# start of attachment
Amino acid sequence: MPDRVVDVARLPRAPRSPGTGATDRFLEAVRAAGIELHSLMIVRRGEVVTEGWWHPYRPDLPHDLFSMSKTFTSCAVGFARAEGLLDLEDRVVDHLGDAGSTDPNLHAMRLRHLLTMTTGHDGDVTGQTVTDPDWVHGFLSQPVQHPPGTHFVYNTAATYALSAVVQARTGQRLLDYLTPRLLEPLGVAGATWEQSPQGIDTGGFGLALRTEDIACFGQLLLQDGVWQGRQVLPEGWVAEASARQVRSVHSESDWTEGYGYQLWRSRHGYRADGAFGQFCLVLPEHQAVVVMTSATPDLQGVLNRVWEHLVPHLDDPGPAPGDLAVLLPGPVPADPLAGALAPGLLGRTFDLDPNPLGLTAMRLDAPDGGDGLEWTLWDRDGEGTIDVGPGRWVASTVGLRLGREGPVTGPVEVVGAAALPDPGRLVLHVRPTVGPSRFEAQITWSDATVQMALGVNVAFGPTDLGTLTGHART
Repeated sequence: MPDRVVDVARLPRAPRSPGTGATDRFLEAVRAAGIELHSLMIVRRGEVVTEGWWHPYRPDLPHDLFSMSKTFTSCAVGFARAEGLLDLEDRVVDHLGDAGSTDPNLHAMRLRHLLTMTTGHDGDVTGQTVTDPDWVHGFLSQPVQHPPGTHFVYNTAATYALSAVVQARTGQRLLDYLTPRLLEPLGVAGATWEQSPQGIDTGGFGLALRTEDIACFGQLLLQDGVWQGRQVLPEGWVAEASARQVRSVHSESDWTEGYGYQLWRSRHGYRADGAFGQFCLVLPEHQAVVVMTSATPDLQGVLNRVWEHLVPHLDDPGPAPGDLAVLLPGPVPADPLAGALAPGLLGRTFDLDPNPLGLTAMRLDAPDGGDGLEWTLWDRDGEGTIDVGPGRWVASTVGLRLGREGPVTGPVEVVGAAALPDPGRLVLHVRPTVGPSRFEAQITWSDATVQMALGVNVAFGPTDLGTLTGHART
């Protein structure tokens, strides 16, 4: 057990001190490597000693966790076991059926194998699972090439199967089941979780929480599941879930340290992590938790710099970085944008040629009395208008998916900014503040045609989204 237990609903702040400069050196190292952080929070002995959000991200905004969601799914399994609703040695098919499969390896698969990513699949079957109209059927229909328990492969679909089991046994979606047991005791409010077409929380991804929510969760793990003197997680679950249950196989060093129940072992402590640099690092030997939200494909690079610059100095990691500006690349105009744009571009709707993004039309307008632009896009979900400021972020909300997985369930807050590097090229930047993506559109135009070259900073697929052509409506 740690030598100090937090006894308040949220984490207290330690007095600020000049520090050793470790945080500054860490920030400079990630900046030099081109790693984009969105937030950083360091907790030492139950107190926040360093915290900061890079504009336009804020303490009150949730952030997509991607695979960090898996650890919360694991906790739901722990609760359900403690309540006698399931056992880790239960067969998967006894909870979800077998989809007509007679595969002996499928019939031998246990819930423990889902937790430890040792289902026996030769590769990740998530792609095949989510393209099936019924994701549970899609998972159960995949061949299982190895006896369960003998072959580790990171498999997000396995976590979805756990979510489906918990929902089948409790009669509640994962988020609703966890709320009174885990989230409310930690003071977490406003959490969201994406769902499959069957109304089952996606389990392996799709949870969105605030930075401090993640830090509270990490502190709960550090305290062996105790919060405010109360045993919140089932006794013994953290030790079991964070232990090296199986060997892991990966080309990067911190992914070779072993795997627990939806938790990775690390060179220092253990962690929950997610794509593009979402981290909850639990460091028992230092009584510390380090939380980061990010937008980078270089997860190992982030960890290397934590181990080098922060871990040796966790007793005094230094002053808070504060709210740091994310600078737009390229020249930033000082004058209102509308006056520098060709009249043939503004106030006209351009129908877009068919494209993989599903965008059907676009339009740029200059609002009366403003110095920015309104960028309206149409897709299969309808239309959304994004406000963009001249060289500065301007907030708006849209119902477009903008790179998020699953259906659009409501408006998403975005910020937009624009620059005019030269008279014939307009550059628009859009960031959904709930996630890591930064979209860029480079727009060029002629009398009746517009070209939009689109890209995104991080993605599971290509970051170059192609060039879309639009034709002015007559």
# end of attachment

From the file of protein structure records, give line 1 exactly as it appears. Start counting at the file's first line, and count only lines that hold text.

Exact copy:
Amino acid sequence: MPDRVVDVARLPRAPRSPGTGATDRFLEAVRAAGIELHSLMIVRRGEVVTEGWWHPYRPDLPHDLFSMSKTFTSCAVGFARAEGLLDLEDRVVDHLGDAGSTDPNLHAMRLRHLLTMTTGHDGDVTGQTVTDPDWVHGFLSQPVQHPPGTHFVYNTAATYALSAVVQARTGQRLLDYLTPRLLEPLGVAGATWEQSPQGIDTGGFGLALRTEDIACFGQLLLQDGVWQGRQVLPEGWVAEASARQVRSVHSESDWTEGYGYQLWRSRHGYRADGAFGQFCLVLPEHQAVVVMTSATPDLQGVLNRVWEHLVPHLDDPGPAPGDLAVLLPGPVPADPLAGALAPGLLGRTFDLDPNPLGLTAMRLDAPDGGDGLEWTLWDRDGEGTIDVGPGRWVASTVGLRLGREGPVTGPVEVVGAAALPDPGRLVLHVRPTVGPSRFEAQITWSDATVQMALGVNVAFGPTDLGTLTGHART